My name is Michael Taylor, and I am a marketing intern at UsableNet. I was also born with a rare retinal dystrophy known as Leber’s Congenital Amaurosis. I'm a screen reader user, and I use technology daily. This blog is the first in a series.
To learn more about me and how technology has impacted my life, keep reading my new guest blog and subscribe for more blogs by me in the future.
I was born with a rare retinal dystrophy known as Leber’s Congenital Amaurosis. I have folds on the tissues of my retinas that drastically reduce their function. As a result, I have only a minimal amount of usable vision that is good for little more than light perception and some object and shape detection. My sight has been relatively consistent from birth, with perhaps only a minor decline in usable vision.
As a result of my retinal dystrophy, I suffer from extreme photosensitivity. I must wear heavily tinted sunglasses that block most of the light outdoors. I only use incandescent lighting solutions in my home because LED lights are too bright and harsh.
My Life Before Technology
Ever since I was a young child, my biggest challenge has been trying to bridge the gap between my life and the lives of my sighted counterparts. In school, I often had tremendous difficulty elevating myself onto an even playing field like the other students, socially and academically. Because of my visual impairment, I was always seen by others as incapable simply because I must do things differently from the rest.
What is a Screen Reader? My Introduction to Assistive Technology
I finally began to bridge this gap when I was introduced to my first piece of assistive technology. Assistive technology is any device, tool, or software system designed to aid an individual with a disability in effectively accessing and using computers, smartphones, tablets, or any other technological device.
My first piece of assistive technology was a JAWS-enabled windows laptop that I received in the third grade. JAWS is a screen reader that operates primarily on Windows-powered computer systems. Screen readers verbalize visual screen elements for those who cannot see. When a website is optimized to work with a screen reader, all text, navigation, and interactive screen elements can be detected, read aloud, and used by the user. Since my first laptop in 2006, I have worked with countless pieces of assistive technology, including Windows computers, Apple computers, iPads, iPhones, Android phones, etc.
After much experimentation, I have settled on a fully-Apple-powered ecosystem. I have found that Apple offers the most unified, consistent, intuitive, usable, and accessible assistive technology experience. This is a topic into which I can go into further detail in future blog posts.
I am a particular fan of Apple’s iPad because it streamlines laptop functionality with a mobile design to create a truly unique and accessible user experience. I tend to gravitate toward devices with touch screens. Touch navigation is far more intuitive for a screen reader than the slower traditional keyboard-only navigation method.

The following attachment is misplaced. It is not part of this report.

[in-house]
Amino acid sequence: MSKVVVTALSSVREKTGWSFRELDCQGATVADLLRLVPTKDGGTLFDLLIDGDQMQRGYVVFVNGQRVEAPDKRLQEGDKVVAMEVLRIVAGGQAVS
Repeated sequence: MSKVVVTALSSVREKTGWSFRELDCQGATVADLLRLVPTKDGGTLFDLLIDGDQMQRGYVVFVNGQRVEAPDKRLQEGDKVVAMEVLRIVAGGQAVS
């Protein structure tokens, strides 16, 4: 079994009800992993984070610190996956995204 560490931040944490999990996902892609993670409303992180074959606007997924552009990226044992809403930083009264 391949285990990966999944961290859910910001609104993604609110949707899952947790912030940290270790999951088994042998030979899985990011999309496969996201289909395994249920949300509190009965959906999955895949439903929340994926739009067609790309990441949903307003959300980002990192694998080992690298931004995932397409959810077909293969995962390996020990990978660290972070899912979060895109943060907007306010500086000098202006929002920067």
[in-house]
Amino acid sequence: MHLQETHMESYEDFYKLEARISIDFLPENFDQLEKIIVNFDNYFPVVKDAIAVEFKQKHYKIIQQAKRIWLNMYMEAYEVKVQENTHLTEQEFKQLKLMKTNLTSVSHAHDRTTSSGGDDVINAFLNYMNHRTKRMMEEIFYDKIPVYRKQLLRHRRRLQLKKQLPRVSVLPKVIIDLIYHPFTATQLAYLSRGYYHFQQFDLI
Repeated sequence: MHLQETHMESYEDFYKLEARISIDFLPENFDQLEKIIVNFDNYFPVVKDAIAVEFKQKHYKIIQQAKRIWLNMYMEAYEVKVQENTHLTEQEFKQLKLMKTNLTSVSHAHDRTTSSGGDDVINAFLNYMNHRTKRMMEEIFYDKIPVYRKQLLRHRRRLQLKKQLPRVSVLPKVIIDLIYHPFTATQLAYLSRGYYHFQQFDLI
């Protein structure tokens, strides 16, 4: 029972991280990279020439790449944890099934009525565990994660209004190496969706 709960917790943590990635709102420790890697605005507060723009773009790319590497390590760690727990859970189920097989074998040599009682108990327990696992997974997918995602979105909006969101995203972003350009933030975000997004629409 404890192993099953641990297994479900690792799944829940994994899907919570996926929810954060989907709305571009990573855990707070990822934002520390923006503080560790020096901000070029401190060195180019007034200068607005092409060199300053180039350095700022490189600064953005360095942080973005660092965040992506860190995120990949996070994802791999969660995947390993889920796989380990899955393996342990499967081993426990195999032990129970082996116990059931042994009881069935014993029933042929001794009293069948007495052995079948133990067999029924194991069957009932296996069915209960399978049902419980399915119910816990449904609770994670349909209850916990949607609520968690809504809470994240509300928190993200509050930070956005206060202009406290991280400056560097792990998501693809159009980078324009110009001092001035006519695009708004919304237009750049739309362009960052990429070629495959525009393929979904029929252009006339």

How Assistive Technology Changed My Life
My discovery and use of assistive technology have enabled me to break into many parts of the digital world that would otherwise be out of reach. For example, I can text friends and family, email personal and professional acquaintances, listen to my favorite music on iTunes, purchase items on Amazon, read and edit text documents, and so much more. I do all this through my assistive technology, a screen reader.
This all being said, the iPhone is the device that changed my life. Before I discovered the iPhone, I always felt frustrated that I could not join in with my sighted peers in smartphone use. As a ninth grader, I felt like I was the only individual in the school who did not have one of these flashy new devices. I truly believed there was no possible way for a blind person to use a smartphone.
This all changed during a summer camp field trip to the Apple store, where I was introduced to the incredible accessibility capabilities of the iPhone. Voiceover, Apple’s built-in screen reader, opened the door to a new world of texting, using social media, participating in group chats, and engaging in online banking. Though I consider all of my assistive technology necessary, the iPhone is easily the most influential device in my life.
The Other Side of Accessibility
Though I have had many positive experiences with assistive technology, some things could be better. As technology becomes increasingly ingrained in our everyday lives, the vast catalog of websites and mobile applications seems to grow exponentially yearly. The problem is that many apps and websites do not participate in the accessible technology game. This is mainly due to the need for more awareness.
What can you expect? Usability, Accessibility, and More.
Accessibility testing is an area of great interest to me. Since I use assistive technology daily, my life is one big usability test. I have had experiences with the good, bad, and ugly of web accessibility. I look forward to sharing this in more detail in future blogs.